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How Award-Winning Journalist Uses Technology to Detail Abuses in Xinjiang

How Award-Winning Journalist Uses Technology to Detail Abuses in Xinjiang
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Voice of America, 18 August 2021

Below is an article published by Voice of America. Photo AP.

Journalist Megha Rajagopalan has made a name for herself over the years covering the plight of Uyghurs in the autonomous Xinjiang region in northwestern China.

When Beijing denied her visa renewal in 2018, the Buzzfeed News reporter refused to be deterred. With access to residents and on-the-ground reporting limited, Rajagopalan found unique ways to broaden her coverage.

Her efforts, which included analyzing satellite imagery to search for evidence of mass prison and internment camps, earned Rajagopalan and her team — architect Alison Killing and digital security trainer Christo Buschek–a Pulitzer Prize this year.

The United States, Britain, United Nations and others have condemned Beijing for human rights abuses including reports of torture, forced labor and sterilization in Xinjiang — sometimes called East Turkestan by Uyghurs and their supporters — where China is detaining more than 1  million Uyghurs and other ethnic groups.

Beijing denies wrongdoing and rejects accusations by some that the abuses constitute genocide. It has accused Western media of bias and fake news over the coverage, and expelled or refused to renew visas for some journalists.

In Rajagopalan’s case, she says Beijing never provided a clear reason for denying her visa.

But while Rajagopalan told VOA she couldn’t definitively say why the visa was blocked, “it did come a few months after our first big piece from Xinjiang.”

Rajagopalan said she never considered stopping reporting on China after she left in 2018. She knew there was still a lot to uncover in Xinjiang and believed that could be done from outside.

The following are excerpts from a VOA interview with Rajagopalan. The questions and answers have been edited for length and clarity.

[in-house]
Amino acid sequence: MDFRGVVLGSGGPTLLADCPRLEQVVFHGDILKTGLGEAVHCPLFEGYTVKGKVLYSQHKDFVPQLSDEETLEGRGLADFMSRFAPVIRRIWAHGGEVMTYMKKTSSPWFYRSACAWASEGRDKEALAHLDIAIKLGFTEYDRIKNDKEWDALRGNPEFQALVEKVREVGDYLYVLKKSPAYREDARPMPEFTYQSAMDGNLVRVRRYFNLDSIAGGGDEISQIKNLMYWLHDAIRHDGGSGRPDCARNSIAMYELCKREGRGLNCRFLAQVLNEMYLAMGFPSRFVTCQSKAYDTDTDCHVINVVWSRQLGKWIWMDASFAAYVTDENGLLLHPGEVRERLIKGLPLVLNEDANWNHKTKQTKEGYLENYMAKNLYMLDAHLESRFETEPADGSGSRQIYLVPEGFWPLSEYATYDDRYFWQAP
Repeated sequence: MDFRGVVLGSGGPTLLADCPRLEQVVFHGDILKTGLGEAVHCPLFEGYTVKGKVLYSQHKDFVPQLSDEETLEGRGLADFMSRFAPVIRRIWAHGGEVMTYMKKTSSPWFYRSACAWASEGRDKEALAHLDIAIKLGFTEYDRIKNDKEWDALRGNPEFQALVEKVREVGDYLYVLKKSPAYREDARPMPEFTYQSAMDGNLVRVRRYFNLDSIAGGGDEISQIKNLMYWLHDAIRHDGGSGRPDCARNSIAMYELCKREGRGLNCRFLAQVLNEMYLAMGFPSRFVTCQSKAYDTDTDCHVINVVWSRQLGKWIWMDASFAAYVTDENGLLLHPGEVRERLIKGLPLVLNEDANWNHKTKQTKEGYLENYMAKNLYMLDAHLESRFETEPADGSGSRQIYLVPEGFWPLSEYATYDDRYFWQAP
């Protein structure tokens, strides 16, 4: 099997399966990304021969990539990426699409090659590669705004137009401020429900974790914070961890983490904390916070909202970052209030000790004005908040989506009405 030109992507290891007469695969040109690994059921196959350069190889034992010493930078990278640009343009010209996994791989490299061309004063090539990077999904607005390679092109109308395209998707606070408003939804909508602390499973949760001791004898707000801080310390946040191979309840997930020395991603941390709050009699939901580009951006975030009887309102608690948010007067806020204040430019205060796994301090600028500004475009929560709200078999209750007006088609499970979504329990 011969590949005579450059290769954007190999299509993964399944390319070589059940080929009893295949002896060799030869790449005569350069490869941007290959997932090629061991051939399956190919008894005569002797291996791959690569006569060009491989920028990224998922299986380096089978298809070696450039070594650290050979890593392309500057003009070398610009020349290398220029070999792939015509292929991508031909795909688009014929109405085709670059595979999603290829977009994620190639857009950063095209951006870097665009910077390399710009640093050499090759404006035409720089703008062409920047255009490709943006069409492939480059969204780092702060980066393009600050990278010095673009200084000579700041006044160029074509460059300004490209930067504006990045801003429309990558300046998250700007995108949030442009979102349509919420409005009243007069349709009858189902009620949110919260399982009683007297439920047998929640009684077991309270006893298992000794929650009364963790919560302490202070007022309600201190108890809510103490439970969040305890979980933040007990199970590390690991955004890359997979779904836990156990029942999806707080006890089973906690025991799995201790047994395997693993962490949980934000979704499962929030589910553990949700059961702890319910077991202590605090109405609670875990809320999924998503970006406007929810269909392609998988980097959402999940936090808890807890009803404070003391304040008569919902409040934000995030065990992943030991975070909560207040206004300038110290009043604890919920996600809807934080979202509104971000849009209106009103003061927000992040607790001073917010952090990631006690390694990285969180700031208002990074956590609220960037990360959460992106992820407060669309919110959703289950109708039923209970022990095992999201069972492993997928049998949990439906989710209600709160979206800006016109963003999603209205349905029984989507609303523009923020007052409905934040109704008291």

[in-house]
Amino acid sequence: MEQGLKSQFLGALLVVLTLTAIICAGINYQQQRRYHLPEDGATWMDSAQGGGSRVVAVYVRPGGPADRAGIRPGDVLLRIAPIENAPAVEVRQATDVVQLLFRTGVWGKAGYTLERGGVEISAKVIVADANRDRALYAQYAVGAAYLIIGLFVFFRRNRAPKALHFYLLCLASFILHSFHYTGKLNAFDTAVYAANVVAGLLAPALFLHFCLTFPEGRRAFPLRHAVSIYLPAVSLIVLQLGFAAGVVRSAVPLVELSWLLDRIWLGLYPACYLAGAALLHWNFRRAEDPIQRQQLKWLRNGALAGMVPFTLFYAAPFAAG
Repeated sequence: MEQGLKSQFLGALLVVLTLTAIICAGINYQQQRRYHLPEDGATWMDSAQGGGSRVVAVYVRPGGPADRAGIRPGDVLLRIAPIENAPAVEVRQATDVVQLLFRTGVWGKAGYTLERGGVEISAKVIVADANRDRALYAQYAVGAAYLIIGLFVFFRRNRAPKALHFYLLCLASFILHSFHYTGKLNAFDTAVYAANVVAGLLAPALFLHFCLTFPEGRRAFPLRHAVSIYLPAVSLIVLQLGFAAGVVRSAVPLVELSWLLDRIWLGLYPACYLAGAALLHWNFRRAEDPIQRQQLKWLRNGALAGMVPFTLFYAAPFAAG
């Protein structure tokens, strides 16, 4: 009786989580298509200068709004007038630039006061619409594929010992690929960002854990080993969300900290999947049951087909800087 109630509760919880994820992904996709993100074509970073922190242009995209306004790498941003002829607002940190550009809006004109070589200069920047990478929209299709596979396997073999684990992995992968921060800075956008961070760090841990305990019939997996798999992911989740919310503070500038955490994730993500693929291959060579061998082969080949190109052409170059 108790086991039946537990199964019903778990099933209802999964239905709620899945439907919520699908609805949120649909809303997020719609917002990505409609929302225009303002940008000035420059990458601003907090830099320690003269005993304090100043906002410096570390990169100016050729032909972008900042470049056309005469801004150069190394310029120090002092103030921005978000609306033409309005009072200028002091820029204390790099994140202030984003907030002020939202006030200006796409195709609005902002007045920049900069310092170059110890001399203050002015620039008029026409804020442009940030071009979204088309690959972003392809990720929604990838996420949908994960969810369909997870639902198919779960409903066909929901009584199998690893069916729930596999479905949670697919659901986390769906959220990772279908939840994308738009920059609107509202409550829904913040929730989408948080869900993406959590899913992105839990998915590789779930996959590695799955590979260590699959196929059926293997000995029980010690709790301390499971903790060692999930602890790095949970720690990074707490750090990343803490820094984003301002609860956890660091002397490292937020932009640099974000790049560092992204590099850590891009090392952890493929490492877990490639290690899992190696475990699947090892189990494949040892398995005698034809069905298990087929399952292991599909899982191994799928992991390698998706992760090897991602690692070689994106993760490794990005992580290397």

VOA: When Beijing declined to renew your visa, did you ever consider changing direction? What pushed you to still report on China?

Megha Rajagopalan: I have a unique job in that I get to cover a broad range of issues, often in different parts of the world, and that was true both when I was based in China and now. After I left China, I mainly wanted to continue reporting on the Xinjiang story because of the scale of the harm being done to people, the fact that there were ways to cover it from abroad including interviewing exiles, and because there was, and continues to be, a lot to uncover.

Since losing access, I’ve relied on interviewing Uyghur and Kazakh exiles who left the country and have relatively fresh memories of their experiences in Xinjiang. Other journalists, even those based in China, have used this same technique very successfully. It’s helpful because of the ethical quandary of interviewing in Xinjiang, where sources often face police harassment and other repercussions.

I was extremely lucky to work with (geospatial analyst) Alison because she brought a totally different perspective and set of skills to approach the problem of geolocating camps and prisons in Xinjiang. Because we couldn’t drive to all these camps and prisons, this was a different approach to documenting their locations.

Interviewing former detainees helped us fill in details that we couldn’t get from satellite images alone. Former detainees helped us verify locations of camps and prisons, and conversely, using satellite images (meant) we could corroborate parts of their stories.

VOA: You started reporting on the experiences of Uyghurs in China a little less than a decade ago. How has your reporting, and more broadly, international coverage of this issue evolved since then?

Rajagopalan: I think the biggest evolution has been the period after about 2017, which is when we started to see and hear about internment camps and mass surveillance.

My biggest challenge today is lack of access, but that’s a problem that all journalists working on China face to different degrees, including those in the country.

VOA: What does your experience of reporting on Xinjiang underscore about the current state of press freedom in China?

Rajagopalan: Diminishing freedom for the press in China has a much deeper impact on Chinese journalists and publications than it does on non-Chinese reporters like myself.

I feel very lucky in that I’ve been able to report on Xinjiang for many years, and though I’ve encountered some obstacles, nobody has ever stopped me from publishing my work. It would be a better world if journalists with Chinese nationality had the same freedom to investigate and to publish.

State media in China routinely criticize international reporting on Xinjiang–as well as a number of other topics. Determining the impact of these kinds of reports outside China is a difficult but worthwhile question.

VOA: Do you think the free press in democratic countries has been doing enough to cover the situation facing the Uyghurs?

Rajagopalan: It’s really important to understand that press freedom exists on a scale. It’s not a binary thing where some countries simply have it or others do not. Journalists routinely face government pressure and attacks in democratic countries including the United States.

Conversely, there are many exceptional journalists working in authoritarian countries. I know some, outside China, who have pushed for their publications to cover the Xinjiang issue.

Building more awareness that these abuses are taking place is always good, but it’s not a solution in and of itself.